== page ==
The Dutch and Canadian governments are seeking to hold the regime responsible for gross human rights violations and torture under the UN Convention against Torture, which Damascus ratified in 2004.
If the court finds it has jurisdiction, the UN Court of Justice will be the first international court able to reach a legal conclusion on the regime’s use of torture in Syria.
As for the second part, it is related to the lawsuit filed and what it will constitute in terms of international recognition by an international court of the regime’s practice of torture since 2011, and the resulting claim for compensation and a demand for criminals to be held accountable, and placing the file of the regime’s torture crimes before the highest international court, according to the Syrian-British lawyer.
These moves come in light of the Arab normalization movement with the regime, its return to the Arab League, and the launch of an Arab-led initiative to resolve the Syrian file, according to the step-by-step path and UN Resolution 2254 that paves the way for a transitional phase in Syria.
The US and Britain welcomed the decision of Canada and the Netherlands to initiate judicial procedures at the International Court of Justice to hold the Syrian regime accountable.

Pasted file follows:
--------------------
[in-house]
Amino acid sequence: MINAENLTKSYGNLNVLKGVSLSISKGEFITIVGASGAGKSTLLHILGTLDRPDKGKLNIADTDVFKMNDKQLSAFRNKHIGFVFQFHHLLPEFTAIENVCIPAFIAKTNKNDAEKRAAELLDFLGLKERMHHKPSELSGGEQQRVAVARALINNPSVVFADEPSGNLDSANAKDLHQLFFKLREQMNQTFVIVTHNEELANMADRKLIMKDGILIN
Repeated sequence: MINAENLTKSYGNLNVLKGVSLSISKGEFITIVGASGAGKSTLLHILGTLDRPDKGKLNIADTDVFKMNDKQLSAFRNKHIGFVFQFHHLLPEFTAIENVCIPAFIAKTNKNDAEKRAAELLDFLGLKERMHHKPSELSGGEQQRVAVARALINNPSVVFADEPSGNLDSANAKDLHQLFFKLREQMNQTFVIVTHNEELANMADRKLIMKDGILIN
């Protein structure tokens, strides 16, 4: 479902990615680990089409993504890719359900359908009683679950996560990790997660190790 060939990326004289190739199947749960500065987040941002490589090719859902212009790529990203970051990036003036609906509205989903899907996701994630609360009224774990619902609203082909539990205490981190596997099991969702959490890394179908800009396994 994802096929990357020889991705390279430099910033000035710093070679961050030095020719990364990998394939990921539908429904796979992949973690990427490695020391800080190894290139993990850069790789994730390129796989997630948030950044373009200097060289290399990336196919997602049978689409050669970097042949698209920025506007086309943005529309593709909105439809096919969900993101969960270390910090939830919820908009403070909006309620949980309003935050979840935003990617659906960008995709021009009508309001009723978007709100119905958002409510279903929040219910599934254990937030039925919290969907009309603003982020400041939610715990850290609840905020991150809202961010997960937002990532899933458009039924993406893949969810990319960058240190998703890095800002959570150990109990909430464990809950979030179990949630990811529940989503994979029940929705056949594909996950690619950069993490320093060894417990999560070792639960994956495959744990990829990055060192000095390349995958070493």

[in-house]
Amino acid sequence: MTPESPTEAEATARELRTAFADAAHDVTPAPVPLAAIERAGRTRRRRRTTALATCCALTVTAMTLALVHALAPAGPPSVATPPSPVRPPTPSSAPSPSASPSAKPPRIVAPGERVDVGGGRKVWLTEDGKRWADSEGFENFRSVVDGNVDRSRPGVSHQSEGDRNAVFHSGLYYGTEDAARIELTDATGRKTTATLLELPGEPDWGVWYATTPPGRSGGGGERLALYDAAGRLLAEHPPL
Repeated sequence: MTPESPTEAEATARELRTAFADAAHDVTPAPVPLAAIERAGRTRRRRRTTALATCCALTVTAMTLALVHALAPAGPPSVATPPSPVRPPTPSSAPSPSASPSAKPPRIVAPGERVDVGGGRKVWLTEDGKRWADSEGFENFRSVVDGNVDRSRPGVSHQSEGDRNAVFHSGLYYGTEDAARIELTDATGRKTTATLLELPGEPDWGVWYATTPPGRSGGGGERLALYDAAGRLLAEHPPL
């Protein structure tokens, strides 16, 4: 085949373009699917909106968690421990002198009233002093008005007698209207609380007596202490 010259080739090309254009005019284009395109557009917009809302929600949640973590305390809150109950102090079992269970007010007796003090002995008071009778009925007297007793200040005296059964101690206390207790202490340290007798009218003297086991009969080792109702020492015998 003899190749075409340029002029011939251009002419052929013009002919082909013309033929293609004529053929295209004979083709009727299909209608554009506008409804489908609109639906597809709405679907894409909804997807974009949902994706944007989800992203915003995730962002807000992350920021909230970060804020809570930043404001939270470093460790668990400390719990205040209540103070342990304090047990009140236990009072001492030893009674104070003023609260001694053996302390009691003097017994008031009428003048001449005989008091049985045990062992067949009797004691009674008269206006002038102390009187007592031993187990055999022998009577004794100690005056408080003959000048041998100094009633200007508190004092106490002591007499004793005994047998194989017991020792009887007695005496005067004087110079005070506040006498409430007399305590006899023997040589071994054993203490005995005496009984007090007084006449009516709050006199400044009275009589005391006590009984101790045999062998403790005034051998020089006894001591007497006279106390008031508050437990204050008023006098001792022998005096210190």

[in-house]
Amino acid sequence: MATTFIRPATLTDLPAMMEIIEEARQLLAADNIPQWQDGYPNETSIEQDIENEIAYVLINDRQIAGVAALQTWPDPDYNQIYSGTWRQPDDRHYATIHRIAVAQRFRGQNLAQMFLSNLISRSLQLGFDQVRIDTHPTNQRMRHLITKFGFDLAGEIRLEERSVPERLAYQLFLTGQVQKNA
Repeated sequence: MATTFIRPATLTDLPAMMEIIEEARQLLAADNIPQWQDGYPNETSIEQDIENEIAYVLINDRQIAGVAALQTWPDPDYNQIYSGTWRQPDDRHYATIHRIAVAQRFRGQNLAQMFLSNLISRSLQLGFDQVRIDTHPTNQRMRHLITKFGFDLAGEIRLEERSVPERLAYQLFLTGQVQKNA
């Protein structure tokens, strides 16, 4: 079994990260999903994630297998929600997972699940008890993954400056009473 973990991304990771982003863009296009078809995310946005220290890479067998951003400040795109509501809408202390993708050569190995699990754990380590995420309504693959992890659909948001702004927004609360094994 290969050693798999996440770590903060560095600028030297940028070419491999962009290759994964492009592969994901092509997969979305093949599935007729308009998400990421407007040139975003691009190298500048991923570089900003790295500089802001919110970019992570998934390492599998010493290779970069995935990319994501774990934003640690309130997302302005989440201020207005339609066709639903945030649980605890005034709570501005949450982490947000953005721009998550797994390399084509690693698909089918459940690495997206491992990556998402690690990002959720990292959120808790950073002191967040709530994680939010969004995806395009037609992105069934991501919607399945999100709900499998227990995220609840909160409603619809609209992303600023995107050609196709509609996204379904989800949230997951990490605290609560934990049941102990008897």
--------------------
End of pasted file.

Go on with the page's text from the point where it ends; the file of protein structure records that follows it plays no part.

A statement by the US State Department on June 14 welcomed the decision of Canada and the Netherlands to initiate judicial procedures at the International Court of Justice to hold the regime accountable for torturing thousands based on human rights reports.
Britain, in turn, welcomed the judicial move, saying, “The Syrian regime uses torture, systematic sexual violence, and chemical weapons against the Syrian people. There can be no political solution in Syria without accountability for these crimes.”
Doubts were raised about the International Court of Justice’s rejection of the lawsuit from the Netherlands and Canada on the pretext that the regime will not agree to the court’s jurisdiction over such a case.
Olabi ruled out this matter and based his opinion on the fact that the regime had agreed to the Convention against Torture and had no reservations about Article 30 related to conflict resolution.
The article says that “Any dispute between two or more States Parties concerning the interpretation or application of this Convention which cannot be settled through negotiation shall, at the request of one of them, be submitted to arbitration.”
Olabi also explained to Enab Baladi that the court considered in a previous case that torture is a violation affecting the international community as a whole, and therefore any country can act even if it is not directly harmed by it.
The case began when the Netherlands submitted, in September 2020, a memorandum to the Syrian mission to the UN, calling on the regime to hold talks about the human rights violations it committed in Syria.